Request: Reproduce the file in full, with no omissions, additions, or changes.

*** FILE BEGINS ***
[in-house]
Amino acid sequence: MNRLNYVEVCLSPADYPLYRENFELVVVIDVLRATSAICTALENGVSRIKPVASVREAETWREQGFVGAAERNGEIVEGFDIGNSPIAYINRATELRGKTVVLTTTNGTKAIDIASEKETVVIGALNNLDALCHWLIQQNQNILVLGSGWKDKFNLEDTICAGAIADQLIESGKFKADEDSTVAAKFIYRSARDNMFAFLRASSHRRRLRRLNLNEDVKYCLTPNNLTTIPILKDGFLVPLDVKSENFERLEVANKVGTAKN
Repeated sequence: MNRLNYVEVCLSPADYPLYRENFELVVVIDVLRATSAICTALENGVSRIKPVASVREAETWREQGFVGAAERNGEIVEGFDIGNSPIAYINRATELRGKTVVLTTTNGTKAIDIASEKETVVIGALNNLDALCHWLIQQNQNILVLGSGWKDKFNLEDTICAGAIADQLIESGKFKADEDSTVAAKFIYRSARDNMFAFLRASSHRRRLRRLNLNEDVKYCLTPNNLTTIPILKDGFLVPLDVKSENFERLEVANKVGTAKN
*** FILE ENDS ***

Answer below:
[in-house]
Amino acid sequence: MNRLNYVEVCLSPADYPLYRENFELVVVIDVLRATSAICTALENGVSRIKPVASVREAETWREQGFVGAAERNGEIVEGFDIGNSPIAYINRATELRGKTVVLTTTNGTKAIDIASEKETVVIGALNNLDALCHWLIQQNQNILVLGSGWKDKFNLEDTICAGAIADQLIESGKFKADEDSTVAAKFIYRSARDNMFAFLRASSHRRRLRRLNLNEDVKYCLTPNNLTTIPILKDGFLVPLDVKSENFERLEVANKVGTAKN
Repeated sequence: MNRLNYVEVCLSPADYPLYRENFELVVVIDVLRATSAICTALENGVSRIKPVASVREAETWREQGFVGAAERNGEIVEGFDIGNSPIAYINRATELRGKTVVLTTTNGTKAIDIASEKETVVIGALNNLDALCHWLIQQNQNILVLGSGWKDKFNLEDTICAGAIADQLIESGKFKADEDSTVAAKFIYRSARDNMFAFLRASSHRRRLRRLNLNEDVKYCLTPNNLTTIPILKDGFLVPLDVKSENFERLEVANKVGTAKN